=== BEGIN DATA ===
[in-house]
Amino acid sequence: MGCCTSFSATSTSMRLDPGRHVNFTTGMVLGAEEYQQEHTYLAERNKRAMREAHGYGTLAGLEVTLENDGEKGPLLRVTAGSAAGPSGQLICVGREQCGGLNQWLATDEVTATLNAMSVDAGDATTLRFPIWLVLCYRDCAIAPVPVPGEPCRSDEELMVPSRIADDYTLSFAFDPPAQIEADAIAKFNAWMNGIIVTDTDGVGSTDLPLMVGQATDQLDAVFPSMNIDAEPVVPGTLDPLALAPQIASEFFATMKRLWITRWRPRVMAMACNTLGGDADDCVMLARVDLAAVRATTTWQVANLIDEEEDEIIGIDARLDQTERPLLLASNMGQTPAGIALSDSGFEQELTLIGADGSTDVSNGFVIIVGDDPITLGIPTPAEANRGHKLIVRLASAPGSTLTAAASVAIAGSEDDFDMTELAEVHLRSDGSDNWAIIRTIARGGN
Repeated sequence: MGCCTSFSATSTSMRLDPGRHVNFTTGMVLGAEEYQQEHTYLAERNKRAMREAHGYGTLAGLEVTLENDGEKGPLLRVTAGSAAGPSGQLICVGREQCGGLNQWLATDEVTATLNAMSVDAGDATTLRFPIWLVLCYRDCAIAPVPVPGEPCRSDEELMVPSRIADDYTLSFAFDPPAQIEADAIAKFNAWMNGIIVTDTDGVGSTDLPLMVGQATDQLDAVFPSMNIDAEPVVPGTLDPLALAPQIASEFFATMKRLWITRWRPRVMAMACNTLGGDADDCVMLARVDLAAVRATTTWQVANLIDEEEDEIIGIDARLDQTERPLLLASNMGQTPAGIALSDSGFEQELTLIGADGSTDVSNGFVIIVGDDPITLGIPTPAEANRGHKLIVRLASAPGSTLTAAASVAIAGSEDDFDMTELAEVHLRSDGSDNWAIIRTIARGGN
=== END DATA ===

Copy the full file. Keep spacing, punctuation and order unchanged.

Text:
[in-house]
Amino acid sequence: MGCCTSFSATSTSMRLDPGRHVNFTTGMVLGAEEYQQEHTYLAERNKRAMREAHGYGTLAGLEVTLENDGEKGPLLRVTAGSAAGPSGQLICVGREQCGGLNQWLATDEVTATLNAMSVDAGDATTLRFPIWLVLCYRDCAIAPVPVPGEPCRSDEELMVPSRIADDYTLSFAFDPPAQIEADAIAKFNAWMNGIIVTDTDGVGSTDLPLMVGQATDQLDAVFPSMNIDAEPVVPGTLDPLALAPQIASEFFATMKRLWITRWRPRVMAMACNTLGGDADDCVMLARVDLAAVRATTTWQVANLIDEEEDEIIGIDARLDQTERPLLLASNMGQTPAGIALSDSGFEQELTLIGADGSTDVSNGFVIIVGDDPITLGIPTPAEANRGHKLIVRLASAPGSTLTAAASVAIAGSEDDFDMTELAEVHLRSDGSDNWAIIRTIARGGN
Repeated sequence: MGCCTSFSATSTSMRLDPGRHVNFTTGMVLGAEEYQQEHTYLAERNKRAMREAHGYGTLAGLEVTLENDGEKGPLLRVTAGSAAGPSGQLICVGREQCGGLNQWLATDEVTATLNAMSVDAGDATTLRFPIWLVLCYRDCAIAPVPVPGEPCRSDEELMVPSRIADDYTLSFAFDPPAQIEADAIAKFNAWMNGIIVTDTDGVGSTDLPLMVGQATDQLDAVFPSMNIDAEPVVPGTLDPLALAPQIASEFFATMKRLWITRWRPRVMAMACNTLGGDADDCVMLARVDLAAVRATTTWQVANLIDEEEDEIIGIDARLDQTERPLLLASNMGQTPAGIALSDSGFEQELTLIGADGSTDVSNGFVIIVGDDPITLGIPTPAEANRGHKLIVRLASAPGSTLTAAASVAIAGSEDDFDMTELAEVHLRSDGSDNWAIIRTIARGGN